The following article contains spoilers for Moon Knight season 1, episode 2, “Summon the Suit”, available now on Disney +.
Marvel Cinematic Universe has once again ventured into unknown territory with its latest series, Knights of the Moon, which has opened several doors into the supernatural arena rather than venturing into the Multiverse or exploring the world post The Blip. Now fans can experience a part of the universe filled with gods, supernatural creatures and a different type of magic than what has been seen before. But within its rich narrative, there are also beats associated with one of Marvel Comics’ most unpopular superhero crossovers, “Civil War II” by Brian Michael Bendis and David Marquez.
“Civil War II” was a super-powerful battle with Iron Man and his forces against Captain Marvel and her followers. When an inhuman is revealed to predict the future, Carol believed that this power should be used to punish a criminal before committing the crime. But after learning from the original Civil War, Tony felt this was unethical and caused a rift in the heroic society. Knights of the Moon has apparently followed a similar idea with its deities, Khonshu and Ammit. In the series, Khonshu believes in punishing the criminals who have already committed a crime, whereas Ammit’s conviction took a stance similar to Carol Danvers’.
Although the story of the comic was a rich vein of ethical debates that could have been explored further, the series fell under harsh criticism due to its execution. It is difficult to say the exact reason for the criticism, but it can be argued that the lack of emotional weight or the deaths that felt less meaningful than they should have ultimately diminished its overall impact. That said, the core idea of the book is still one that could easily succeed through a lens such as Knights of the Moon as the story of the series brings the ethical debates of the comic into a more spiritual context.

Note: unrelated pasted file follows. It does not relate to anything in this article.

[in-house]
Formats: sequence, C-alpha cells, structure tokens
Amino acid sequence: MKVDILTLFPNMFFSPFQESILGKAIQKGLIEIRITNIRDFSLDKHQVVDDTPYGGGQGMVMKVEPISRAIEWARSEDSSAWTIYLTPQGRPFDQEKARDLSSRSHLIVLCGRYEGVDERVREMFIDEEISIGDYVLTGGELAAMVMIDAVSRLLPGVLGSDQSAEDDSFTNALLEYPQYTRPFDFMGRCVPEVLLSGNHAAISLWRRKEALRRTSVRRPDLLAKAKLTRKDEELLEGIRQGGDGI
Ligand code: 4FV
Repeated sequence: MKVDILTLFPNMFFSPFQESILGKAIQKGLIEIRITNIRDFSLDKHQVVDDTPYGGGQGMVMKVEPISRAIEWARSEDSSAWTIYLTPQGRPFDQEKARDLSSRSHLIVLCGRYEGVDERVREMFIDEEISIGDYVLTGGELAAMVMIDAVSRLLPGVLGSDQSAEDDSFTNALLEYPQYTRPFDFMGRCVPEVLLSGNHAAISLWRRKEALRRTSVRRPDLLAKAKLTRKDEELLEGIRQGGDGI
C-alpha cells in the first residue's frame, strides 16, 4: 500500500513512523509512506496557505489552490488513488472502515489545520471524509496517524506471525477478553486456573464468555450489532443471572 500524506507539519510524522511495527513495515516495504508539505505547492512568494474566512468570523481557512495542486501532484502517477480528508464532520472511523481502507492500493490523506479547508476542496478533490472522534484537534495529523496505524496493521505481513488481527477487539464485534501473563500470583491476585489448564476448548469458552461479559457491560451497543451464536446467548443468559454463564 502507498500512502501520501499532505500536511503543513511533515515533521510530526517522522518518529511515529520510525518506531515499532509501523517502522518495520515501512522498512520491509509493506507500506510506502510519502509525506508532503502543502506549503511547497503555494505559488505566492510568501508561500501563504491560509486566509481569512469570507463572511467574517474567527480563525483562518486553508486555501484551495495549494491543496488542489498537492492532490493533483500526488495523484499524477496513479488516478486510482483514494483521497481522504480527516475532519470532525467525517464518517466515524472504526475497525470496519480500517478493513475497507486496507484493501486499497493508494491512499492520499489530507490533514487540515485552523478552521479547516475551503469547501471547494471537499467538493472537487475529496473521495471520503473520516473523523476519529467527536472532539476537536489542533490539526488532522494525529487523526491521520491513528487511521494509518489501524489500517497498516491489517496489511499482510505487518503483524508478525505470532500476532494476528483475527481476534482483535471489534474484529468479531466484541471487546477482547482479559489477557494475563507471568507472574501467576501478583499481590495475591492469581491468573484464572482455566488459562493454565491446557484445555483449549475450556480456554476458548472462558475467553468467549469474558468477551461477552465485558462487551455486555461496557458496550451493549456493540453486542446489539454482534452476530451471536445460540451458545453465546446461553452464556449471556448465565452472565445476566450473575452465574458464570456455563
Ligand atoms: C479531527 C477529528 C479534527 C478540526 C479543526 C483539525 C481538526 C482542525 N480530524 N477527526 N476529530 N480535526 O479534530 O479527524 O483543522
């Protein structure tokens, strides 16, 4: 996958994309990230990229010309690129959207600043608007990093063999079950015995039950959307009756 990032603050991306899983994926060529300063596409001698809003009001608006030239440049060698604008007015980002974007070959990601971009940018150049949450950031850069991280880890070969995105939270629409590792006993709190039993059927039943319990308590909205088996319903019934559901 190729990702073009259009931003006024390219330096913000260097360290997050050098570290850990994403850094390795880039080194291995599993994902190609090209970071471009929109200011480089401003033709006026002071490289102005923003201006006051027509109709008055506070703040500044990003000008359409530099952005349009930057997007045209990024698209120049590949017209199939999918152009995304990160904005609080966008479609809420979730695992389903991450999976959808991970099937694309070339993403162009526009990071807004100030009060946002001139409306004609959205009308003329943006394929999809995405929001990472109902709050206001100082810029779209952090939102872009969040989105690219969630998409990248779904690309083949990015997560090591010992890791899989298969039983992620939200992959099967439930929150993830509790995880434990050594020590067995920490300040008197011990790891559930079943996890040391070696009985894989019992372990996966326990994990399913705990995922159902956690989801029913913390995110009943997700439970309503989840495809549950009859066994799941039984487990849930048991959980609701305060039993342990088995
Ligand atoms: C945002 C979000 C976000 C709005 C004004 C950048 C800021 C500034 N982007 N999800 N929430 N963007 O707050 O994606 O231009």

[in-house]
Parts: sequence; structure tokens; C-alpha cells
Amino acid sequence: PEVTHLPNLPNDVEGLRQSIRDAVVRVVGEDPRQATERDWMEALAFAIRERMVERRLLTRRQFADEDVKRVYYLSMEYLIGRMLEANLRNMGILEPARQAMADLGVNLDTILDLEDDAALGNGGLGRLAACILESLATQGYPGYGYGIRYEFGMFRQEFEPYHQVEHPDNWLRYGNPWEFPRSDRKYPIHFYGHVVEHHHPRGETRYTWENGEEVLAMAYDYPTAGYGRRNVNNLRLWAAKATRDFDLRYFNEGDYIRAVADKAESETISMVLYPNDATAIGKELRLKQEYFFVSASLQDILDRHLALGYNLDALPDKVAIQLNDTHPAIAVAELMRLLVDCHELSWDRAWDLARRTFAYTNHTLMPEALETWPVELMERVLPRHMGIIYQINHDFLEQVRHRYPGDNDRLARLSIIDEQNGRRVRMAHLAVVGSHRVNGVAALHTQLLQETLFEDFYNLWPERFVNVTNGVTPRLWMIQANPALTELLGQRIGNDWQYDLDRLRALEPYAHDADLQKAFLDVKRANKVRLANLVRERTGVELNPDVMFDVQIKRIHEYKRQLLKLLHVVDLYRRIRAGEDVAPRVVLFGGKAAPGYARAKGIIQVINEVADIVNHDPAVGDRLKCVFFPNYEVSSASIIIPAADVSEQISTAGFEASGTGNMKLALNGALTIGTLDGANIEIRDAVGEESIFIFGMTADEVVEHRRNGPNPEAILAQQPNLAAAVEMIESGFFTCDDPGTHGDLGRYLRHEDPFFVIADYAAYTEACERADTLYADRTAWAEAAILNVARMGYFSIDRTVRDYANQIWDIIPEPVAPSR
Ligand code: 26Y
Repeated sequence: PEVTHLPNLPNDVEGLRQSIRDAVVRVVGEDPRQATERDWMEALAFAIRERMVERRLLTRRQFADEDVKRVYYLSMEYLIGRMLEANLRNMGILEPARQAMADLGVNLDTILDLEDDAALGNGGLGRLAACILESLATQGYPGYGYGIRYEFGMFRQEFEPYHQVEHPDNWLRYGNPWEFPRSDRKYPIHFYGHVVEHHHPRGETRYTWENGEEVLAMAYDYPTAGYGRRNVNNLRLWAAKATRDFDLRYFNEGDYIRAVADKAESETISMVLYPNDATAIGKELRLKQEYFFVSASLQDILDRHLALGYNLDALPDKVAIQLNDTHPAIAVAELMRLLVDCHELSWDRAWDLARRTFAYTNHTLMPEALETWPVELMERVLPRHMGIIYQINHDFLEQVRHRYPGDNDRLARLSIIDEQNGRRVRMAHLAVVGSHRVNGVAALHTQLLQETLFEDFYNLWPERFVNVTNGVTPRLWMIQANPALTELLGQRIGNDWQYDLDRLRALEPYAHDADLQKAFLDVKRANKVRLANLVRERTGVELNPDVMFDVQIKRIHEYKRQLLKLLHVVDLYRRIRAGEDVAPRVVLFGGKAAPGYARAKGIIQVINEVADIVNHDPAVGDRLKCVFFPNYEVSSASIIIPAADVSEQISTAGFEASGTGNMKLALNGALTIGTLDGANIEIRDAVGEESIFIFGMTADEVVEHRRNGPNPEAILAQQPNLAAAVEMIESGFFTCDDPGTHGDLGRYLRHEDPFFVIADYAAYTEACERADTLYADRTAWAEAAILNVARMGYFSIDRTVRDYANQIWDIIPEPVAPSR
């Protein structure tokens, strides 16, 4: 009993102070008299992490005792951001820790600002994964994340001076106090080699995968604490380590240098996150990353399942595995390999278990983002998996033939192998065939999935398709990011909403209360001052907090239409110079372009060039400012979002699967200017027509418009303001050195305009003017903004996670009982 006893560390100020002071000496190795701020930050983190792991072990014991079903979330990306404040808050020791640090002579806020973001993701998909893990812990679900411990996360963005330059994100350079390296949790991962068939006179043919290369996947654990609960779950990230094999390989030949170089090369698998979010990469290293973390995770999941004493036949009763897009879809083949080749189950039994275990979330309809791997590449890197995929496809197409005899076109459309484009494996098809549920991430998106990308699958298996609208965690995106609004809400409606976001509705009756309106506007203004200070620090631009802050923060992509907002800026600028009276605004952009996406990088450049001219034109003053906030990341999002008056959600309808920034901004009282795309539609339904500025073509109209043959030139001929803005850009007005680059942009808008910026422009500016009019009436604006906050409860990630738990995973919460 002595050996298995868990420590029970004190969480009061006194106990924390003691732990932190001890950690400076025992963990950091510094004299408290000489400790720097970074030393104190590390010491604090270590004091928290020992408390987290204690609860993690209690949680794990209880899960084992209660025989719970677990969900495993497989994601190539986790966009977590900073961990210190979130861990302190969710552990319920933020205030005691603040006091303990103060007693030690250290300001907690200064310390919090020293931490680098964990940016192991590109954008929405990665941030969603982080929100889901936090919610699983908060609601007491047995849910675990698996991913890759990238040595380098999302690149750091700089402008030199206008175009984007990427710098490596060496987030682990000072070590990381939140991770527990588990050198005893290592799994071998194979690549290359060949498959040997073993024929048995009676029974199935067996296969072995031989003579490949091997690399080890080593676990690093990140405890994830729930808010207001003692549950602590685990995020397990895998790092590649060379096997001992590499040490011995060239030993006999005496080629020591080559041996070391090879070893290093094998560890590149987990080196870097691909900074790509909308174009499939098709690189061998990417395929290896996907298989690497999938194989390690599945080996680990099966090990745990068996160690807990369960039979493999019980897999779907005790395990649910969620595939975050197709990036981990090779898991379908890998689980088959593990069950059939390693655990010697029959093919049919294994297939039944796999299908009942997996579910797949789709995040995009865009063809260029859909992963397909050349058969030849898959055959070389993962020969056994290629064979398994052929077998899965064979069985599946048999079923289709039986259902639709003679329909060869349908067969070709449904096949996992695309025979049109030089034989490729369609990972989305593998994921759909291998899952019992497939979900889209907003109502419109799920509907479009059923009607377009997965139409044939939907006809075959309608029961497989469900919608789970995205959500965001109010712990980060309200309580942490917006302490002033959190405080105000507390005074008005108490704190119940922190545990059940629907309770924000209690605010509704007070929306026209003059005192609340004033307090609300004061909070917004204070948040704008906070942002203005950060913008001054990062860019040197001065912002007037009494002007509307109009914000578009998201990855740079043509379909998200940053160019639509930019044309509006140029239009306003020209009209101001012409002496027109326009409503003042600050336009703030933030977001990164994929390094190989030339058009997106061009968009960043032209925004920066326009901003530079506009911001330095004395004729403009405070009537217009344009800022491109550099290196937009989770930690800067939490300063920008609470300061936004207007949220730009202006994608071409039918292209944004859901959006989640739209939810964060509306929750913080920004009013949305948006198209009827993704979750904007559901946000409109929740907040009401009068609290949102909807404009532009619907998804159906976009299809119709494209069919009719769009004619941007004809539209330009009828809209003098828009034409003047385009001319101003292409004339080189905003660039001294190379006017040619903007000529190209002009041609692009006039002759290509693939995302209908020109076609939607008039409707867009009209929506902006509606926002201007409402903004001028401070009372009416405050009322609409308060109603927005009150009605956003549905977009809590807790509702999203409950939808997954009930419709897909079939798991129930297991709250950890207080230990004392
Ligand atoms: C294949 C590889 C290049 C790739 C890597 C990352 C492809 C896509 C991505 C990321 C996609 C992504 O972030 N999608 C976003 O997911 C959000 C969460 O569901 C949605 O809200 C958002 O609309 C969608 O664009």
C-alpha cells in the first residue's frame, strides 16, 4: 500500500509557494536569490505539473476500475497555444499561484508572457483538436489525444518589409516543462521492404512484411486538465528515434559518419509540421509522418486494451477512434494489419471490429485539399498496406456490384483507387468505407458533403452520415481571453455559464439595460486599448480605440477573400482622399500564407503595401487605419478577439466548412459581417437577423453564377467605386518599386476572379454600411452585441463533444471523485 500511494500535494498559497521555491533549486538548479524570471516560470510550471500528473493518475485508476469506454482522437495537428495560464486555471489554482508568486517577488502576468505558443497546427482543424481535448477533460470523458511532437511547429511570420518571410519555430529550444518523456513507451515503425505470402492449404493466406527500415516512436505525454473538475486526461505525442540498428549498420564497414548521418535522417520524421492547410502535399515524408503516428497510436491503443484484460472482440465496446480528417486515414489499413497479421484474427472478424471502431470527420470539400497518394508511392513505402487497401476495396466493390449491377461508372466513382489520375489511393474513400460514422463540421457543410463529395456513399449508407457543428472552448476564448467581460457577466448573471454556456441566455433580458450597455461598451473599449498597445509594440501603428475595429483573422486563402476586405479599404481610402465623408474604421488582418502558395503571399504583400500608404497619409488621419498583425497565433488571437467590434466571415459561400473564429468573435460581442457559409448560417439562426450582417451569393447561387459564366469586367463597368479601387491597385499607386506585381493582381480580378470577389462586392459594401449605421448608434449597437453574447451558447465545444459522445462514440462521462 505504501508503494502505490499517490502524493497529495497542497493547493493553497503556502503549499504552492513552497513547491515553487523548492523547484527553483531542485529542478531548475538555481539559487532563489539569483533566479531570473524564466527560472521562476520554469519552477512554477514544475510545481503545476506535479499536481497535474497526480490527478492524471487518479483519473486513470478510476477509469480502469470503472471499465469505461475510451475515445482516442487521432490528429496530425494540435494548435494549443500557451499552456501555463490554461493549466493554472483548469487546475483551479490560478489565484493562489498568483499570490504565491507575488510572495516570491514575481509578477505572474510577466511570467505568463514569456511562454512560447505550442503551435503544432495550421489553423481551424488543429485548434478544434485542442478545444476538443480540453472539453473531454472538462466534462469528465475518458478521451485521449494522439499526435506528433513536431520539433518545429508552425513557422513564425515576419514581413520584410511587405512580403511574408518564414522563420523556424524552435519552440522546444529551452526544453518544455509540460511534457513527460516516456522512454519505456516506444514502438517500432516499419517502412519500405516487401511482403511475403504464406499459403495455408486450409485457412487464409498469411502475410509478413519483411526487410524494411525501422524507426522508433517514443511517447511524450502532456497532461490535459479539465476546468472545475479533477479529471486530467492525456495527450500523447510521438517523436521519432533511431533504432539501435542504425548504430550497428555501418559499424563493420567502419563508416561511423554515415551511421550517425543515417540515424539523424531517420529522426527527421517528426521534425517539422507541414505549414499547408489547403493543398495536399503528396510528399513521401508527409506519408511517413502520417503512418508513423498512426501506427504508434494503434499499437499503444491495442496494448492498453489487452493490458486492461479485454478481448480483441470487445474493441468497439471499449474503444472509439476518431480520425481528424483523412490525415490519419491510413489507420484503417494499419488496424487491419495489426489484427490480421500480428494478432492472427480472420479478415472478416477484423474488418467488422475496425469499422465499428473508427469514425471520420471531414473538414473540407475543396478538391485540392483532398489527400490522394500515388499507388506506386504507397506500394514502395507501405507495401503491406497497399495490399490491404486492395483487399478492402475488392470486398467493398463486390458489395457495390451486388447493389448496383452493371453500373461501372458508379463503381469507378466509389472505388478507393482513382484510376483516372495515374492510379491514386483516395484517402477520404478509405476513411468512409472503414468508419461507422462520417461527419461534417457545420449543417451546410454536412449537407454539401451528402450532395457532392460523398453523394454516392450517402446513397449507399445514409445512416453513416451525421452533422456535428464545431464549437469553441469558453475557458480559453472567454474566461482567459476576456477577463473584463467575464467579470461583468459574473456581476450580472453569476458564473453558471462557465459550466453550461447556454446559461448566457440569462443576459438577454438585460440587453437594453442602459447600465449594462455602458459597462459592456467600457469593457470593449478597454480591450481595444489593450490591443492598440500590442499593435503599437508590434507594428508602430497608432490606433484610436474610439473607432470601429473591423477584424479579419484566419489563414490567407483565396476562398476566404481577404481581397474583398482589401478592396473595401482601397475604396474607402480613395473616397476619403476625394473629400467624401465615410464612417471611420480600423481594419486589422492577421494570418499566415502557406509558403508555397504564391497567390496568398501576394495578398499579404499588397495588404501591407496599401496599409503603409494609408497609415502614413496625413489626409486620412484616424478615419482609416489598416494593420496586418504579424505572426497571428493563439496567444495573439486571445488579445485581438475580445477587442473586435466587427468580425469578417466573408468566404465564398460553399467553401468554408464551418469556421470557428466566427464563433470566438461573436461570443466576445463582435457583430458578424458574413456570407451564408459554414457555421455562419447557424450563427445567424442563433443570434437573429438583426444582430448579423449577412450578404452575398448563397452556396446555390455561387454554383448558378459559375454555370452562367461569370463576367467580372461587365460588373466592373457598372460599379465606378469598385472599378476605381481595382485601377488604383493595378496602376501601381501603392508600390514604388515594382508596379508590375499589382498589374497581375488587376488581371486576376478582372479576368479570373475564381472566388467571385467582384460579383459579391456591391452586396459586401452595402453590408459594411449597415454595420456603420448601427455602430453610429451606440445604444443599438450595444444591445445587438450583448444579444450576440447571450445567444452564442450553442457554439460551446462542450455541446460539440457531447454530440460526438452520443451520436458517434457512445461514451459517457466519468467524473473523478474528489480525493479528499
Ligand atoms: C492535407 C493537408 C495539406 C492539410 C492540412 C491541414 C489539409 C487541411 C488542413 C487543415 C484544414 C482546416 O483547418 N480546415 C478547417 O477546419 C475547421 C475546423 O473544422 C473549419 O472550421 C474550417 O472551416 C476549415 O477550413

For a human being, the idea of punishing a criminal before the crime may feel wrong, as it would be a violation of free thought. But for gods, these ideas and concepts are nothing when a major issue is taken into account. For example, if Ammit wanted peace, then the sacrifice of free thought is obvious. But Khonshu, who is a god who reveled in revenge, may not find fulfillment in punishing a criminal before he became one. For Khonshu, this is tantamount to killing an innocent, which would be against his faith. But for the vessels that these gods have chosen, there is a human aspect to these ideas that could even challenge the gods and create a more complex narrative.
For Ammit’s vessel, Arthur Harrow (Ethan Hawke), he has seen both sides of the spectrum as he has been both Khonshu and Ammit’s vessel. Though he may have spoken as if he knew what the best action was, he asked Steven Grant (Oscar Isaac) if Khonshu chose him because his mind was easy to crack or was already crushed. As a result, it’s easy to assume that the only reason Harrow believes in Ammit’s genocide mission is that his own mind was already broken. Steven / Marc also has to fight with Khonshu, who only believes in punishing criminals because he is a god of justice and demanded homage in the form of blood.
Despite all its shortcomings, “Civil War II” offered a unique conflict that could be considered a thought exercise even in the real world. Saving lives by stopping a crime before it has happened is an incredible luxury. But it would cost the price of lost humanity, as judging a person before they have done wrong would put everyone at risk, as humanity has an infinite potential for violence. Through this lens, Knights of the Moon could be the series that takes the idea to new heights and shows viewers that the debate can still be improved even outside of the controversial cartoon.
New episodes of Moon Knight will be released on Wednesdays at Disney +.
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